Also, the client can recharacterize only if he would have been eligible to make the original contribution to the other type of IRA. For example, if 73-year-old Joe, who is still working, makes a $6,000 regular IRA contribution to a Roth IRA, then realizes he is not eligible to do so because his income is too high, he cannot fix the problem by recharacterizing the contribution over to a traditional IRA because he is too old to contribute to a traditional IRA. He would need to use the next remedy:
Withdraw IRA Contribution by Extended Tax Return Due Date
Any regular contribution to an IRA that is withdrawn from the account (along with any earnings or losses that accrued to the contribution between the date it was made and the date it is withdrawn) by Oct. 15 of the year after the year of the contribution is treated as if it had never been made to the IRA. (There is one exception: The earnings withdrawn with the contribution are subject to the 10% penalty if the individual is under age 59½).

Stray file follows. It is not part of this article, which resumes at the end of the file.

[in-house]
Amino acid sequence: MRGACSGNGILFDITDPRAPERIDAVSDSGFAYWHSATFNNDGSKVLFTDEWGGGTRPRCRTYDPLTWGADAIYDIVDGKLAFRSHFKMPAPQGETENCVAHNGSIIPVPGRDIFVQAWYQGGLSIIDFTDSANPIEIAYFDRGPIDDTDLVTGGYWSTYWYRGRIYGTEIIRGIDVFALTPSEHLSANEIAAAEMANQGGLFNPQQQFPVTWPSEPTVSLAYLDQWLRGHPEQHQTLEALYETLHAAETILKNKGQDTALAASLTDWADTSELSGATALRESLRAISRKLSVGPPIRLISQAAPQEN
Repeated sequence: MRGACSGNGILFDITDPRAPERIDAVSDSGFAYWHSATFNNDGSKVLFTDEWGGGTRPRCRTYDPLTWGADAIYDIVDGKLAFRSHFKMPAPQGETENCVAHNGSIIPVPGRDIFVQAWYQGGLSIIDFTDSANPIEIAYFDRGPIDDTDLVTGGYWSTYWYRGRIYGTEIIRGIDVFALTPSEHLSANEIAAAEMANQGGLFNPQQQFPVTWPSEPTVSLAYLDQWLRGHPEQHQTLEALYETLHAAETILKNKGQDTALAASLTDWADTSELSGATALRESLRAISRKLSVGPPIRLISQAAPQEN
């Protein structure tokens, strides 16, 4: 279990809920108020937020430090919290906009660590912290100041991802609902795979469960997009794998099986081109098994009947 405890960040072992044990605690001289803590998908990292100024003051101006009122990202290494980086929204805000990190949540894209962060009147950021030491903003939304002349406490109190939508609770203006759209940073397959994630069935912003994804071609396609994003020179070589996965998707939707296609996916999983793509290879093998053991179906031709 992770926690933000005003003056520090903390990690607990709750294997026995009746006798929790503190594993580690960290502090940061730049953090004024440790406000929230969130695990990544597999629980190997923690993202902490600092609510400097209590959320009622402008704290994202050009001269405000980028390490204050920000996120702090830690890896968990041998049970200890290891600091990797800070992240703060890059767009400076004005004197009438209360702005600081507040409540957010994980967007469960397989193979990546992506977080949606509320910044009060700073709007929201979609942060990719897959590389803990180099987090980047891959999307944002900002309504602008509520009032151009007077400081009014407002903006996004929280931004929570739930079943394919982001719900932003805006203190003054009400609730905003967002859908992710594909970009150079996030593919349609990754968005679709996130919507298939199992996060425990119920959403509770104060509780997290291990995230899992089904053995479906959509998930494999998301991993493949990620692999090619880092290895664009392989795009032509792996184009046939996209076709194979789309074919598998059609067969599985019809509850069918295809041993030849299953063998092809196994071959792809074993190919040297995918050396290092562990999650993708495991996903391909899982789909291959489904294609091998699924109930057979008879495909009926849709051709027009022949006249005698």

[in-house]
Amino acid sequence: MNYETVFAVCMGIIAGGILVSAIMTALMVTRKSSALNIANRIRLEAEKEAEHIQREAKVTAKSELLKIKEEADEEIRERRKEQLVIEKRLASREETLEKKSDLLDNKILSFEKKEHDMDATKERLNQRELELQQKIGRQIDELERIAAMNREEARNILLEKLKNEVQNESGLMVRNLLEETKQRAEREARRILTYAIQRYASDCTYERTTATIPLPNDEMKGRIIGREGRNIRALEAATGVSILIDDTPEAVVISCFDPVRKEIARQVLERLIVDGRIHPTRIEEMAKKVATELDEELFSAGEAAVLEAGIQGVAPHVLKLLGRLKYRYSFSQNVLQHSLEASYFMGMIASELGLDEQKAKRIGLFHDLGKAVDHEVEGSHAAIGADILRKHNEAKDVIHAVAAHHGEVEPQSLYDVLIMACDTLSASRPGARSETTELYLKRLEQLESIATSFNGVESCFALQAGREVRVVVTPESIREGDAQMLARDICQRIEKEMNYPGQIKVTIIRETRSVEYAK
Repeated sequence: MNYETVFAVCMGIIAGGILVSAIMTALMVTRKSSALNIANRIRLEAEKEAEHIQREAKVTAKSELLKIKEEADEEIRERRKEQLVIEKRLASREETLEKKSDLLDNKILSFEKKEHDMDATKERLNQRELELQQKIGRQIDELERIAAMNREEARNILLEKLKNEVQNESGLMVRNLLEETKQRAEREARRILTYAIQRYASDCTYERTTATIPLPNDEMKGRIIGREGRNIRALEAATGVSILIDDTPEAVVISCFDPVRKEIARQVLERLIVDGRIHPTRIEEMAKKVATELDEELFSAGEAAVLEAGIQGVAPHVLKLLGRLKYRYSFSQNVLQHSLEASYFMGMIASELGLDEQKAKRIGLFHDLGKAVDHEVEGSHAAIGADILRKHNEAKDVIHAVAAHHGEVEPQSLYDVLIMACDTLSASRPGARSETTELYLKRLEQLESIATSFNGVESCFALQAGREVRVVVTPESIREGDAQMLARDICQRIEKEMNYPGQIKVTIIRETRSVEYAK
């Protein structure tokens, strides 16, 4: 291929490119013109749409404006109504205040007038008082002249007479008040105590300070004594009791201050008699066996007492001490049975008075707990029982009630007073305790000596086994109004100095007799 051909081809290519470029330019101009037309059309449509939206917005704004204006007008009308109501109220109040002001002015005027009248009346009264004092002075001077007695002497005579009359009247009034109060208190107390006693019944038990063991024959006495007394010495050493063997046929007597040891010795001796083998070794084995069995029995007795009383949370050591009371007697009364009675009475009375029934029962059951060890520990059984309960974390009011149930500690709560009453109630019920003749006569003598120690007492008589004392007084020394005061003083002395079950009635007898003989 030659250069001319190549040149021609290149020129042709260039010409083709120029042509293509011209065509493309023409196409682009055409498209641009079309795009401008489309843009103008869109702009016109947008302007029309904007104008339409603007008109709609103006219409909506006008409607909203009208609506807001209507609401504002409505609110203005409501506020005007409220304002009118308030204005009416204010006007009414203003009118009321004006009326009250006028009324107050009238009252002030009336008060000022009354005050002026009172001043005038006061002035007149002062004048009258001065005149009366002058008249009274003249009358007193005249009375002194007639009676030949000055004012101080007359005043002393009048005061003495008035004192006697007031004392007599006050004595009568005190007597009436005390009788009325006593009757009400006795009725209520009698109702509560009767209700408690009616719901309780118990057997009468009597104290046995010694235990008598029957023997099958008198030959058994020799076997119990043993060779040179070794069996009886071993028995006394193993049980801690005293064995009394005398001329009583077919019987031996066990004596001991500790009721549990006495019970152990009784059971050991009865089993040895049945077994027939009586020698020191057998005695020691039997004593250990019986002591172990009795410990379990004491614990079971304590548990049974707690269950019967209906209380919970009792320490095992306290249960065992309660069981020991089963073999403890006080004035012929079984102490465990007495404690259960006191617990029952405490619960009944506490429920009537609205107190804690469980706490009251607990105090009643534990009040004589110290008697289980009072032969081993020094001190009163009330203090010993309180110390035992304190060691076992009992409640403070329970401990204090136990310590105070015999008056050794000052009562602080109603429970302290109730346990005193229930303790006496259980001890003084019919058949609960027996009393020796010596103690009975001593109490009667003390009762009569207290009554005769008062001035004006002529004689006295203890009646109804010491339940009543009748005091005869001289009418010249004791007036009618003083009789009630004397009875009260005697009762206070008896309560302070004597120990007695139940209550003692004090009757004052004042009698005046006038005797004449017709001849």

This "it never happened" treatment applies both for purposes of the 6% penalty on excess IRA contributions (which helps "Joe" in the previous example, who otherwise would have to pay a penalty for contributing to a Roth IRA when he was not eligible to do so), and for purposes of the income tax treatment of the distribution. So the distribution is not taxed under the "cream in the coffee" rule that normally causes IRA distributions to be deemed to come proportionately from pre- and after-tax money in the individual's IRAs. This "corrective distribution" remedy not only helps someone who is facing a penalty, it helps anyone who simply wishes after the fact that he hadn't made the contribution at all.